Research article | Open | Published:
Direct interaction of FliX and FlbD is required for their regulatory activity in Caulobacter crescentus
BMC Microbiologyvolume 11, Article number: 89 (2011)
The temporal and spatial expression of late flagellar genes in Caulobacter crescentus is activated by the transcription factor FlbD and its partner trans-acting factor FliX. The physical interaction of these two proteins represents an alternative mechanism for regulating the activity of σ54 transcription factors. This study is to characterize the interaction of the two proteins and the consequences of the interaction on their regulatory activity.
FliX and FlbD form stable complexes, which can stand the interference of 2.65 M NaCl. The stability of FliX and FlbD was affected by the co-existence of each other. Five FliX mutants (R71A, L85K, Δ117-118, T130L, and L136K) were created by site-directed mutagenesis in conserved regions of the protein. All mutants were successfully expressed in both wild-type and ΔfliX Caulobacter strains. All but FliXL85K could rescue the motility and cell division defects of a ΔfliX mutant strain. The ability of FliX to regulate the transcription of class II and class III/IV flagellar promoters was fully diminished due to the L85K mutation. Co-immunoprecipitation experiment revealed that FliXL85K was unable to physically interact with FlbD.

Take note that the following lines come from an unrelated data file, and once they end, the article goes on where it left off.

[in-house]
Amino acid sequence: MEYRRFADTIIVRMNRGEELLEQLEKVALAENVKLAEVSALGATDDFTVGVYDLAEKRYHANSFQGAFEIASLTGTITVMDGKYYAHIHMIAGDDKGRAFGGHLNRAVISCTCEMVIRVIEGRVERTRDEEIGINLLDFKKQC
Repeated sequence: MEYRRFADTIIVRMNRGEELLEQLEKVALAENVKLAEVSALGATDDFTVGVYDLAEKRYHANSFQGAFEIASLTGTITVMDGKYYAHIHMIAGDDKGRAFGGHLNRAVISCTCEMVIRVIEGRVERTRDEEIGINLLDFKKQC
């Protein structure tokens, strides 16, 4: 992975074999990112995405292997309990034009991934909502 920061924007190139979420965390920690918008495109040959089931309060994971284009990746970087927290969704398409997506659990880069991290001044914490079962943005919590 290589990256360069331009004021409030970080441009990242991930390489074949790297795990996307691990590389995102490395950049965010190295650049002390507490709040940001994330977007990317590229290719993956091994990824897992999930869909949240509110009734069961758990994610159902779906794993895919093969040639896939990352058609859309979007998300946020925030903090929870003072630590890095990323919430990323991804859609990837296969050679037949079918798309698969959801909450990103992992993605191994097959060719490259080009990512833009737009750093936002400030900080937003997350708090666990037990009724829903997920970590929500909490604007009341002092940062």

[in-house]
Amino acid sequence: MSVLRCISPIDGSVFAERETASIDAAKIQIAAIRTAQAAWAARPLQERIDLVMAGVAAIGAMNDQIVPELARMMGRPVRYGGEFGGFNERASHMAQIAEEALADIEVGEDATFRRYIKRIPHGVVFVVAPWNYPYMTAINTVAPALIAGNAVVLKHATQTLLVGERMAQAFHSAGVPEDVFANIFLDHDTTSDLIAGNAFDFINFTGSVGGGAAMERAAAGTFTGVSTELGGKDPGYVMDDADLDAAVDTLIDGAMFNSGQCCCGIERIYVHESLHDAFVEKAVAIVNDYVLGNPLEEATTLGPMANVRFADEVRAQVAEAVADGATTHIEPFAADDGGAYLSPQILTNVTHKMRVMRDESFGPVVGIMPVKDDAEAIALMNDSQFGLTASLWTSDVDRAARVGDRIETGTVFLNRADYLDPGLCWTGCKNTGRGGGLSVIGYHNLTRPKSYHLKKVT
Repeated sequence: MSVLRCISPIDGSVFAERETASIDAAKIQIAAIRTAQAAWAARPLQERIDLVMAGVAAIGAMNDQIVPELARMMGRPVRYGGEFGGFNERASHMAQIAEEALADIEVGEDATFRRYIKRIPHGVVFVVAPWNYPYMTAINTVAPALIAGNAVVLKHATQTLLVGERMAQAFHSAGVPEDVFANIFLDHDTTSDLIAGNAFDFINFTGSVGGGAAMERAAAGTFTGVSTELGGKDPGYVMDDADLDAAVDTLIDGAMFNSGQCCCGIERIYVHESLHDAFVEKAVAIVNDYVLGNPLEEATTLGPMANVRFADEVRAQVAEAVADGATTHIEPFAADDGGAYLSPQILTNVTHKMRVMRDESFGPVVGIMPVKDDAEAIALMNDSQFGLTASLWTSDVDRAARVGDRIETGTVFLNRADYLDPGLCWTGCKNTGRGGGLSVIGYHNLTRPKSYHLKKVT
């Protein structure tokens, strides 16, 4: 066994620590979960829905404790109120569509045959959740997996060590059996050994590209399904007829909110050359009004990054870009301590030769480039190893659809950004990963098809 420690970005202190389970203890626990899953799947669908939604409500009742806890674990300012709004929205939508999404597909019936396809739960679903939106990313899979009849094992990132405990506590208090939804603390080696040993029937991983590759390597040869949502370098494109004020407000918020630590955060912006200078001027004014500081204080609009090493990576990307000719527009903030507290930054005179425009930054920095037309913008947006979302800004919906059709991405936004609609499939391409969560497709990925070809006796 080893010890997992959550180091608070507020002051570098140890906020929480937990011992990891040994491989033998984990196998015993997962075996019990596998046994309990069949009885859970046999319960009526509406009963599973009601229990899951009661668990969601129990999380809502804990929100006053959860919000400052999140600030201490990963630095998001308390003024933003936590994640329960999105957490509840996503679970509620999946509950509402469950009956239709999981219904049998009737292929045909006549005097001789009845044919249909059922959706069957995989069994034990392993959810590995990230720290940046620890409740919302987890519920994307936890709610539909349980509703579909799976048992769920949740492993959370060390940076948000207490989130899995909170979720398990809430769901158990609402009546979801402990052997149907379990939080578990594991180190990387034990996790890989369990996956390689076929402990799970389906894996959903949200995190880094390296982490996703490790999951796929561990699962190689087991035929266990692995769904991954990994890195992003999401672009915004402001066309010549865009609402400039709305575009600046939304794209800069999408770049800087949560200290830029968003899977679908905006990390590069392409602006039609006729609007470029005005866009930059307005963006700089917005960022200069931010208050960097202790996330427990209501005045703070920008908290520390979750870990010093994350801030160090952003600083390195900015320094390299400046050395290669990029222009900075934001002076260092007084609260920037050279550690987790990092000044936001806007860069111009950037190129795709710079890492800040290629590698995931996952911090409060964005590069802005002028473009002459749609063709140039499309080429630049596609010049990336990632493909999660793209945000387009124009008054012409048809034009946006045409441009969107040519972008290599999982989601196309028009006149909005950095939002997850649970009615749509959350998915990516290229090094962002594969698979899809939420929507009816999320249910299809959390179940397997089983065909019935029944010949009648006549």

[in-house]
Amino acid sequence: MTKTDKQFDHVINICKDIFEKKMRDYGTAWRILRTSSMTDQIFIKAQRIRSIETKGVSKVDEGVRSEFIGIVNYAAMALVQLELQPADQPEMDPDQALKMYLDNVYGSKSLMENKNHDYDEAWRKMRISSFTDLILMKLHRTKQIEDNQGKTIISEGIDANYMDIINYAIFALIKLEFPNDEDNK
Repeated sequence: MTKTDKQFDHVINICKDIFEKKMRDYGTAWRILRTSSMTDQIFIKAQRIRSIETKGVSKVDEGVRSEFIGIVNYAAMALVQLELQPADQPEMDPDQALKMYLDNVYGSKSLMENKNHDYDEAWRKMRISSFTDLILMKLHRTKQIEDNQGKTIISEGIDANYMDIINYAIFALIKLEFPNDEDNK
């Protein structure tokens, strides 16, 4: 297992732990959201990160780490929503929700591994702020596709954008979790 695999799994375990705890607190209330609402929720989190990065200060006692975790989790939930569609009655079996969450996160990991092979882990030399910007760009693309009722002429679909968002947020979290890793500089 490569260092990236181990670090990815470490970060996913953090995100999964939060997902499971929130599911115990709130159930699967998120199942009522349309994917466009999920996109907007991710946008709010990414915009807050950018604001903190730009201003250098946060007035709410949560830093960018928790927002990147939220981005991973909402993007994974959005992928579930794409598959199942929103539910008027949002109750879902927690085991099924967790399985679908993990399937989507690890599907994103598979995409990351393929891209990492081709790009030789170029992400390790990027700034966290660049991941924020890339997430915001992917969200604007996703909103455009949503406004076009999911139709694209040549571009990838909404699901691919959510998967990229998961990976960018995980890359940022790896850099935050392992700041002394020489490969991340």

FliX interacts with FlbD and thereby directly regulates the activity of FlbD in response to flagellar assembly. Mutations in highly conserved regions of FliX could severely affect the recognition between FliX and FlbD and hence interrupt the normal progression of flagellar synthesis and other developmental events in Caulobacter.